reputation for actively serving
the poor, feeding the hungry, and ignoring his
own well-being. In fact, he worked so hard
that just six months into his role as Bishop, he
became so exhausted by his efforts that he
was no longer able to function. So he quit.
Just a few months later, Louis died at the age
of 23. Today, it is speculated that the cause
of death was actually typhoid fever that was
probably brought on by his exhaustion and
overexposure to his many ailing subjects. The
young bishop had literally worked himself to
After his passing Louis was never widely
celebrated by the Catholic Church, but the
Franciscans continued to embrace him and
lobbied for his sainthood. They eventually
won over Pope John XXII and Louis became
Saint Louis. The Franciscans further honored
him by creating a holiday in their calendar
and moved his relics (essentially, his personal
items) to Valencia, Spain where he was also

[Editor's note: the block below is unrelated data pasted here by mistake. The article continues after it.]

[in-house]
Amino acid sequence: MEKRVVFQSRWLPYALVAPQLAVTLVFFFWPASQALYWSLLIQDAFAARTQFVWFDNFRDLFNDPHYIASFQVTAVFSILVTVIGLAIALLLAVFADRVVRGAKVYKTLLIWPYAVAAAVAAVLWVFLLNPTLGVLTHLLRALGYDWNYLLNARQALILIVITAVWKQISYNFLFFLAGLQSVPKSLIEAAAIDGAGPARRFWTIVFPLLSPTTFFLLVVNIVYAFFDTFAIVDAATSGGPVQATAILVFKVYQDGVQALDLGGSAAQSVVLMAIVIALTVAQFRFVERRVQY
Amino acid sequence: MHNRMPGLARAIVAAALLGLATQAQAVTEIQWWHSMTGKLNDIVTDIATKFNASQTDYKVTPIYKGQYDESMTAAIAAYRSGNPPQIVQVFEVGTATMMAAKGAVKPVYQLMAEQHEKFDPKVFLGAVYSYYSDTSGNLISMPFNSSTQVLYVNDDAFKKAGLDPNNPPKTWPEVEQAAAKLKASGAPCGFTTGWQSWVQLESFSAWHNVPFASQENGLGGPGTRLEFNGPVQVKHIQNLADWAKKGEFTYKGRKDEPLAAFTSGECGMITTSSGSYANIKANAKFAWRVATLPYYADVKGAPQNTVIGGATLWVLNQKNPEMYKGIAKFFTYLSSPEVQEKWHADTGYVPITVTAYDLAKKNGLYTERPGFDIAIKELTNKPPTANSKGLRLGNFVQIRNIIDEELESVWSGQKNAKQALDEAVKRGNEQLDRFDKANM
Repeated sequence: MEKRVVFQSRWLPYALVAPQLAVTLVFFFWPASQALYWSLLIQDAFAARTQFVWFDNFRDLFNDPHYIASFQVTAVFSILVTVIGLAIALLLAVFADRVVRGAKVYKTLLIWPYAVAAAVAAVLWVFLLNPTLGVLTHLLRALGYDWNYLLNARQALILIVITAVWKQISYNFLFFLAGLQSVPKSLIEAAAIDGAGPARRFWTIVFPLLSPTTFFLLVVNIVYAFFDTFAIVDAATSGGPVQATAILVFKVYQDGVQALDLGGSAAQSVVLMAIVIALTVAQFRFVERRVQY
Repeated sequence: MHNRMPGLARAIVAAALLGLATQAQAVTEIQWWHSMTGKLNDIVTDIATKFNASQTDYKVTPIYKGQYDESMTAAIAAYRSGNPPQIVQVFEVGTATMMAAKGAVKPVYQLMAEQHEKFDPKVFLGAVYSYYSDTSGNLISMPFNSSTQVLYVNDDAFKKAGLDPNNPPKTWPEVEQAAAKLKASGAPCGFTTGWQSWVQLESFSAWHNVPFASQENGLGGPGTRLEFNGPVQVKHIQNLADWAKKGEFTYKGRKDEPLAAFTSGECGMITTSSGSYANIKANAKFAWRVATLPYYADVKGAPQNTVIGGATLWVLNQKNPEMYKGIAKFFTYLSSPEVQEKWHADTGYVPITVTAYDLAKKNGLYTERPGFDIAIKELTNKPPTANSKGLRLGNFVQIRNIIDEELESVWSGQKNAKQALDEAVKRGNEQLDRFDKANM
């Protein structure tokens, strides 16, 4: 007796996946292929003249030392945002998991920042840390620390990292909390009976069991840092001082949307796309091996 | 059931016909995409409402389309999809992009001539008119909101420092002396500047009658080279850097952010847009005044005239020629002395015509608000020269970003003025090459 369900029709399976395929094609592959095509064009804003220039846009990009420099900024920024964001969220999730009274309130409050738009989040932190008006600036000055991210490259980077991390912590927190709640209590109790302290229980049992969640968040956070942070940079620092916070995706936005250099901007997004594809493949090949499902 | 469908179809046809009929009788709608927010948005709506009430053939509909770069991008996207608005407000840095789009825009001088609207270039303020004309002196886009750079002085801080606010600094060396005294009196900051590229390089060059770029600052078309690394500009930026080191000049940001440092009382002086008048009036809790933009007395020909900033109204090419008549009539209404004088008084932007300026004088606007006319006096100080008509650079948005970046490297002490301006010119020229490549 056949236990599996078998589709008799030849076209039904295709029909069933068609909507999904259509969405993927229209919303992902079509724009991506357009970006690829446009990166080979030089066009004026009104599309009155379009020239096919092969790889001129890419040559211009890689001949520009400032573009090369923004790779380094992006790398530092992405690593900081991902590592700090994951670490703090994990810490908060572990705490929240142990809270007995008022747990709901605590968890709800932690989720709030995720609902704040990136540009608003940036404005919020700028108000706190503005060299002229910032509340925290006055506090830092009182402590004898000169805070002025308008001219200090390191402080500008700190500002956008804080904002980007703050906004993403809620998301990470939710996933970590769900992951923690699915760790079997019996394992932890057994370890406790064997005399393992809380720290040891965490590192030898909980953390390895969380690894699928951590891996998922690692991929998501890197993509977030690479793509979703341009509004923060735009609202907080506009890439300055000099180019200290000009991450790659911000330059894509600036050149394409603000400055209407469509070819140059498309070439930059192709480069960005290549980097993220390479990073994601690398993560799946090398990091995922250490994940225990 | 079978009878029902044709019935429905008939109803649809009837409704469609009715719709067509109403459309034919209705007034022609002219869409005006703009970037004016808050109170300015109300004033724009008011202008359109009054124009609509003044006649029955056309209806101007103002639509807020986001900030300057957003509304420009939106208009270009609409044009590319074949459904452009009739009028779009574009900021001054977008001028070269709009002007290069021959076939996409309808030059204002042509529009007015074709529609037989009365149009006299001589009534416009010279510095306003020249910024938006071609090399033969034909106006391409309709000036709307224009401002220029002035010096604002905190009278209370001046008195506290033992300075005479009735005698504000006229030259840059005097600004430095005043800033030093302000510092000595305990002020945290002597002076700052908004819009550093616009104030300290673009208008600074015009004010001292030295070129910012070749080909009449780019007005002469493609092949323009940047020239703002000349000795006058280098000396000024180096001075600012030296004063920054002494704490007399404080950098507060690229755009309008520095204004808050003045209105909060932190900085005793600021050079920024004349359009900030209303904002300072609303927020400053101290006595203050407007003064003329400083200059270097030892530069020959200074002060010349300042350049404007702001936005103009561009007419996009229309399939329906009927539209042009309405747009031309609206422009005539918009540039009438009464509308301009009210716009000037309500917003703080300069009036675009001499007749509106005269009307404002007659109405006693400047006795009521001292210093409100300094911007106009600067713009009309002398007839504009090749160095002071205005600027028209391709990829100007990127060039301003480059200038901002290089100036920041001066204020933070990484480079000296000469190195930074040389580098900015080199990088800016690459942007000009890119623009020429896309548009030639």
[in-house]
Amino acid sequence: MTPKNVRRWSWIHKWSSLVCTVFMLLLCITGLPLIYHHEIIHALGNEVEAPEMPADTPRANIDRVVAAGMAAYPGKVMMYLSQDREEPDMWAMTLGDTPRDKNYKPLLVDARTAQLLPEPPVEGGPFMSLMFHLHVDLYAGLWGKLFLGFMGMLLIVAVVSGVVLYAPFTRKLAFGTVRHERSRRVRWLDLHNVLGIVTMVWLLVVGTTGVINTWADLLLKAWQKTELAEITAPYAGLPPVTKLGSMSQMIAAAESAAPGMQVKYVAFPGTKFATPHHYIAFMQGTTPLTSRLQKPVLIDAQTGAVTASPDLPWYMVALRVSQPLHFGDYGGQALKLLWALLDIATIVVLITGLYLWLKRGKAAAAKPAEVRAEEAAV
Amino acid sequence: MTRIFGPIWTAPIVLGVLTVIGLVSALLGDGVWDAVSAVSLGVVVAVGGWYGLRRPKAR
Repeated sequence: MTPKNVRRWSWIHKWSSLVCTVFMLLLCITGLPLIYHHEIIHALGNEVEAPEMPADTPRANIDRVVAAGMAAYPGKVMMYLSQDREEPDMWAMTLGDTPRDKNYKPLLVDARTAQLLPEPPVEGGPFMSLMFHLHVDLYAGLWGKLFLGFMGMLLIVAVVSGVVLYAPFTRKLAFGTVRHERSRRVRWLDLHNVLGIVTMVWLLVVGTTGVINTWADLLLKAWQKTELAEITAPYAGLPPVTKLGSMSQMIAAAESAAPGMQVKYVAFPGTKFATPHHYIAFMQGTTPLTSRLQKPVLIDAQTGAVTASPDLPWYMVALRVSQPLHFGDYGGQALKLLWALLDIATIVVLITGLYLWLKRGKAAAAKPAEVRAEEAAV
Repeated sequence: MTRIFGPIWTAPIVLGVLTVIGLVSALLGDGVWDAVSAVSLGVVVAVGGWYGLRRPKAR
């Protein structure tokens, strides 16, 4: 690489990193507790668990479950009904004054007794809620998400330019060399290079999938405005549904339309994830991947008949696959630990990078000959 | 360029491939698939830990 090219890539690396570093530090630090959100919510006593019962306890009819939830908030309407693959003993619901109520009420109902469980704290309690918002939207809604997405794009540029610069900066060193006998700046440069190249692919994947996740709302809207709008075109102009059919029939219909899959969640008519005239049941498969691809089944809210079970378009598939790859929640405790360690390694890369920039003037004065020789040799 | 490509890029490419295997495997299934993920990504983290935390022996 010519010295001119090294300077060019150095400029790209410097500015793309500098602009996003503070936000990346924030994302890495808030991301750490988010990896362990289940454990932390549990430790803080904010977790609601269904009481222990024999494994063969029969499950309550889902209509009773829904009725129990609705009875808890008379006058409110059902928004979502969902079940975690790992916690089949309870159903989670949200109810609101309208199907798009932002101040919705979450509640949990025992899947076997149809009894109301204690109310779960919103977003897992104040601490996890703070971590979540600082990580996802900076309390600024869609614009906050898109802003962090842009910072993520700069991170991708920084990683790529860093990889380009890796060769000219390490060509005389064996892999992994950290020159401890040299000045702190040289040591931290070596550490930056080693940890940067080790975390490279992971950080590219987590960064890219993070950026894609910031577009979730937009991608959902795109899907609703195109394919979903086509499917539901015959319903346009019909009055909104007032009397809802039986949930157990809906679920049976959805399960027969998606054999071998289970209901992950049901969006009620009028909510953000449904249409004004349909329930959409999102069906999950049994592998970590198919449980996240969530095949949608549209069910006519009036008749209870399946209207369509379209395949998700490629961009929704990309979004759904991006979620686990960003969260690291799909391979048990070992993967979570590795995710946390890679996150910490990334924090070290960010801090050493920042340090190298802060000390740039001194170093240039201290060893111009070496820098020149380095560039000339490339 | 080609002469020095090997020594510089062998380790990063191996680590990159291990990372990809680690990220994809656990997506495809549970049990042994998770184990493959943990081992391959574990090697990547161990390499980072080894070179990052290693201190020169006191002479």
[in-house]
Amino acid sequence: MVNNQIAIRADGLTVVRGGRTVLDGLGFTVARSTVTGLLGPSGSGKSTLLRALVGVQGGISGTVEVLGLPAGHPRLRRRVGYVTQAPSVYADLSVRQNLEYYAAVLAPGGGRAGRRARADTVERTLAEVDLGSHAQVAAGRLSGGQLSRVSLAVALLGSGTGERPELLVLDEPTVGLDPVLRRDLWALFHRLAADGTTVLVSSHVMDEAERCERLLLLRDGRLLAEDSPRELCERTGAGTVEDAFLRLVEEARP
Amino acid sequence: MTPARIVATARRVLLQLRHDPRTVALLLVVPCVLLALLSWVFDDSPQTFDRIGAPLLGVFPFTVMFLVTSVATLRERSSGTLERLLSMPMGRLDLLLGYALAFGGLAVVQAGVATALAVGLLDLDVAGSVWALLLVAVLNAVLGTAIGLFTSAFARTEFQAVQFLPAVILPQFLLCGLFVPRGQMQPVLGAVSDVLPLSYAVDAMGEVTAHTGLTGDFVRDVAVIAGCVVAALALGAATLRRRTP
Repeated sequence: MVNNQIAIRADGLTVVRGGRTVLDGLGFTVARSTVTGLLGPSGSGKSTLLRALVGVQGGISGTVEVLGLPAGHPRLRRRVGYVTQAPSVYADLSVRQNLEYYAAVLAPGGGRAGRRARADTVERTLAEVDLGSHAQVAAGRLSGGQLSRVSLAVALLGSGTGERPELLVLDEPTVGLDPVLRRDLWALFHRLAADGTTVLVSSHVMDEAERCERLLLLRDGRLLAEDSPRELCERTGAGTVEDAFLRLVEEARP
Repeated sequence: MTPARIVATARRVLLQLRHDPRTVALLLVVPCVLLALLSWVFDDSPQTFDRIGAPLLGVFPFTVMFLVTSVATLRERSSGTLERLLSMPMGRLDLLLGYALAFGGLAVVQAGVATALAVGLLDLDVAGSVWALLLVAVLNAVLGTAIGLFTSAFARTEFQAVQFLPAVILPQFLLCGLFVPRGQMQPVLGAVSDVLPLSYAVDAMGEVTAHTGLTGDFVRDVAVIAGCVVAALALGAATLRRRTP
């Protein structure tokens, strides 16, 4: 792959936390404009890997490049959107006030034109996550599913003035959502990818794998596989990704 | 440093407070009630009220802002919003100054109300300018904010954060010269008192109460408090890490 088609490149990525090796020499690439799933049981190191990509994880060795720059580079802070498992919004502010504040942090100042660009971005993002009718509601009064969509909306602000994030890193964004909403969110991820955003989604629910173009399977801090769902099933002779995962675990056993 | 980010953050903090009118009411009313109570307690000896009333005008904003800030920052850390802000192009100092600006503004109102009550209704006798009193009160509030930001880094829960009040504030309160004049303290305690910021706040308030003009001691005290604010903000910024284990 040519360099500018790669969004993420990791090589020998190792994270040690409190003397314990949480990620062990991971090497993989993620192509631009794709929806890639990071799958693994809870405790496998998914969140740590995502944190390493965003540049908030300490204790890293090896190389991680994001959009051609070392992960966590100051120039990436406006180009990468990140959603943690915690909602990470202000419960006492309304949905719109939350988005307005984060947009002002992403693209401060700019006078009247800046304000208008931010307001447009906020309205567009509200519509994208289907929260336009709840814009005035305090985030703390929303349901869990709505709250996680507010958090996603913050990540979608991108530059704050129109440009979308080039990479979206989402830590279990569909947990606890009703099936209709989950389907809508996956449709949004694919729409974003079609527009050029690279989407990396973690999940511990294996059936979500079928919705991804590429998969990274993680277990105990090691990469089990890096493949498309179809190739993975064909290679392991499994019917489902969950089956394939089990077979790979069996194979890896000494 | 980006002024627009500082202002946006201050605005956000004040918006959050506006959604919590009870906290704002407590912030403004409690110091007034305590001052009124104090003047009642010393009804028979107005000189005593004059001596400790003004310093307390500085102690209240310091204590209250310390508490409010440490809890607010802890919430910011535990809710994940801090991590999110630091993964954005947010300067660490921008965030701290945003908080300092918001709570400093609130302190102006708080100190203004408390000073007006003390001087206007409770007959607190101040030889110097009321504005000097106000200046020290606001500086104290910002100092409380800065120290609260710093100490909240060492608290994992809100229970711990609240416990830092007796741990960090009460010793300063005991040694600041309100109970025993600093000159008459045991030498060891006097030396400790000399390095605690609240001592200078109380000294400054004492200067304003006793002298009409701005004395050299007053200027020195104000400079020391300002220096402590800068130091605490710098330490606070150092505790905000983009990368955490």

made a patron saint. The unique bond that
Saint Louis formed at a young age with the
Franciscans was never forgotten. So, when
Father Junipero Serra passed through this
beautiful part of “Alta California” (the name
the Spanish had given to lands North of
Mexico) in 1772, he was inspired to name
it “San Luis Obispo” which is Spanish for
“Saint Louis, the Bishop.” SLO LIFE
Know a bit of history? Go to slolifemagazine.com and share your story.
10 | slo life magazine
10 | slo life MagaZine
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slo life magazine | 11
Meet Harmony True
her life one step at a time
In the second installment of our “Meet Your Neighbor” series, SLO LIFE
Magazine sat down to talk with Harmony True. She is a long-time Central Coast
resident, a dance instructor at the San Luis Obispo Academy of Dance, a parttime
nanny, and she makes her home in Los Osos with her husband, Sean, a
history teacher at Morro Bay High School. Here is her story…